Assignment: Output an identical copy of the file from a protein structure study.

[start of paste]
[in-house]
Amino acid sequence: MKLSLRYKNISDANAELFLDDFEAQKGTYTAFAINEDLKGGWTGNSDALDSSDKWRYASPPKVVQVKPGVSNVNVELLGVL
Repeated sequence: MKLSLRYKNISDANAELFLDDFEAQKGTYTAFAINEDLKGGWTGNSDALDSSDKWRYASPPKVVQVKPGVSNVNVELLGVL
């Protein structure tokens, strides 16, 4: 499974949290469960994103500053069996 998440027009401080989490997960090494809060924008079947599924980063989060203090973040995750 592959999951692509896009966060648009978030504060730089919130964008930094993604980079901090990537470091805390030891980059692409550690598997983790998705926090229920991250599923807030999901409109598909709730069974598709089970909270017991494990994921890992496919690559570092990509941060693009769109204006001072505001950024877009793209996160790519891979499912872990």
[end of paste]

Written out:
[in-house]
Amino acid sequence: MKLSLRYKNISDANAELFLDDFEAQKGTYTAFAINEDLKGGWTGNSDALDSSDKWRYASPPKVVQVKPGVSNVNVELLGVL
Repeated sequence: MKLSLRYKNISDANAELFLDDFEAQKGTYTAFAINEDLKGGWTGNSDALDSSDKWRYASPPKVVQVKPGVSNVNVELLGVL
């Protein structure tokens, strides 16, 4: 499974949290469960994103500053069996 998440027009401080989490997960090494809060924008079947599924980063989060203090973040995750 592959999951692509896009966060648009978030504060730089919130964008930094993604980079901090990537470091805390030891980059692409550690598997983790998705926090229920991250599923807030999901409109598909709730069974598709089970909270017991494990994921890992496919690559570092990509941060693009769109204006001072505001950024877009793209996160790519891979499912872990």